Return to Webb Home Page
Return to Homework
All teachers really want to
set high expectations and support their students' learning. All
students really want to learn, do what is asked of them, and succeed.
Unfortunately breakdowns in communication often lead to conflict
over these common interests.
To avoid such conflict teachers
need to know:
Code of Schoolwork Expectations
What Is Said
/ What Is Really Meant
- You are teaching your most wonderful and dearly
beloved lesson or book and students say: "This
is boring." You almost want to strangle
them! But if you only knew "This is boring" might really
mean "I don't understand,"
you could see that your mission is to help them understand and
overcome their frustration.
- Students need to work to learn. You are creating
appropriate high expectations, yet all the students do is complain:
"This is too much work."
What they might really mean is: "I
am not interested in the work." Students
who enjoy and are interested in what they are doing are willing
to work hard-don't assign less work, make the work more interesting.
- When students
misbehave or act out it
is so easy to start to think that "they
just don't care" but it might really
mean "I believe I can't
do the work" or "I
don't understand the work." or "I
don't know why the work is important?"
- If the teacher tells the class: "I
will notice when you do not do the work and I will talk to you
about it personally." Students may say:
"What a hard ass!"
But they might really think be thinking: "The
teacher cares about me."
- When the teacher tells the class: "Students
of your age (or level) really should be able to take responsibility
for turning in homework on your own."
The students might think this means "The
teacher doesn't care if I succeed or fail."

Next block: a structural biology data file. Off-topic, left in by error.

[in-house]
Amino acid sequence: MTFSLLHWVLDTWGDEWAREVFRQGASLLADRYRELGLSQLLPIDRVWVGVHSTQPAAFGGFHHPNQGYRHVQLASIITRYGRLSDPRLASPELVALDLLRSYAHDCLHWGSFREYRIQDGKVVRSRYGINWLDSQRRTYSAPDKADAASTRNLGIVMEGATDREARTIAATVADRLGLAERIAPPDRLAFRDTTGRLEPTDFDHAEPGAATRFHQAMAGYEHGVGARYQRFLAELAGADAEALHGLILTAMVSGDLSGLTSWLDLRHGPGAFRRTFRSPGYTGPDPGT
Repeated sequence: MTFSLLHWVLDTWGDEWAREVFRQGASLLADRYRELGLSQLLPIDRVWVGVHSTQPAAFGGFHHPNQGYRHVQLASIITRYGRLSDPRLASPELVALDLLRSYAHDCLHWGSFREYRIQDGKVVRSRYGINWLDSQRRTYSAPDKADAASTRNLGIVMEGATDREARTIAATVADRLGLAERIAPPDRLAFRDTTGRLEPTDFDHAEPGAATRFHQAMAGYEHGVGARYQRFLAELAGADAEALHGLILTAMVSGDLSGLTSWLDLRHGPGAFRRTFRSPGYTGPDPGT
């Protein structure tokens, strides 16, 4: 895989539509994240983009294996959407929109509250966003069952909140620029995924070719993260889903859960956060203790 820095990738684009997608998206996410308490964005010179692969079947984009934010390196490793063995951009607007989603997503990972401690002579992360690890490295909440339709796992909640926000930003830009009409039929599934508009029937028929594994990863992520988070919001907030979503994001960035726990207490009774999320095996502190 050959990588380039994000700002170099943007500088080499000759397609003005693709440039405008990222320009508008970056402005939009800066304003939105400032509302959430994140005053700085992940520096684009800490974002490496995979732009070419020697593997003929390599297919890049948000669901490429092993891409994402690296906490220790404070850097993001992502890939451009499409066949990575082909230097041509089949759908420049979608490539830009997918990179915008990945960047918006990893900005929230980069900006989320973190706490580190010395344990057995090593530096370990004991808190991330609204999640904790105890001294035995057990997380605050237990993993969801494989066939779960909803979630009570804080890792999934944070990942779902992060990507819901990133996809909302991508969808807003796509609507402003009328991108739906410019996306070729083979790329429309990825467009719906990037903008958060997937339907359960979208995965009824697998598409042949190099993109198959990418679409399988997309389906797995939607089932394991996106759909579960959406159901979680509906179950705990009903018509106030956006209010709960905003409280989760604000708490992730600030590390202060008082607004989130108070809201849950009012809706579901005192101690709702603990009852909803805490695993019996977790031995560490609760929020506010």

- When students say: "I
hate writing." They might really mean:
"I am afraid I will be
- When students say: "I
hate reading" They might really mean:
"I don't yet know how to
read very well."
- When teachers believe: Students
from that family or economic background can't do homework.
They might be communicating to students "You
are not capable. We believe there is no hope for your success."
are not allowed to take books home."
might send the message: "We
are convinced our students will fail to learn, and we don't care
if they learn or not."
grade did I get?" might not really be
about grades, but mean instead "Do
you like me? Do you approve of my work?"
- The question "When
will you pass our papers back?" can drive
even conscientious teachers crazy, but it might really mean "The
assignment I turned in meant something to me."
- When students say "Did
I miss anything important when I was gone?"
Teacher's receive: "My class means nothing to them, they
think we never do anything important." But students might
really mean: "I like this
class and am sorry I missed it."
- When teachers write a lot of comments on papers
it might mean to teachers: "I
really care about my student's writing."
But to students it could come across as: "The
teacher wants to tear us apart."
[Western Michigan University]
WMU English Department
[WMU English Education]
Created by: firstname.lastname@example.org
Revised Date: 4/98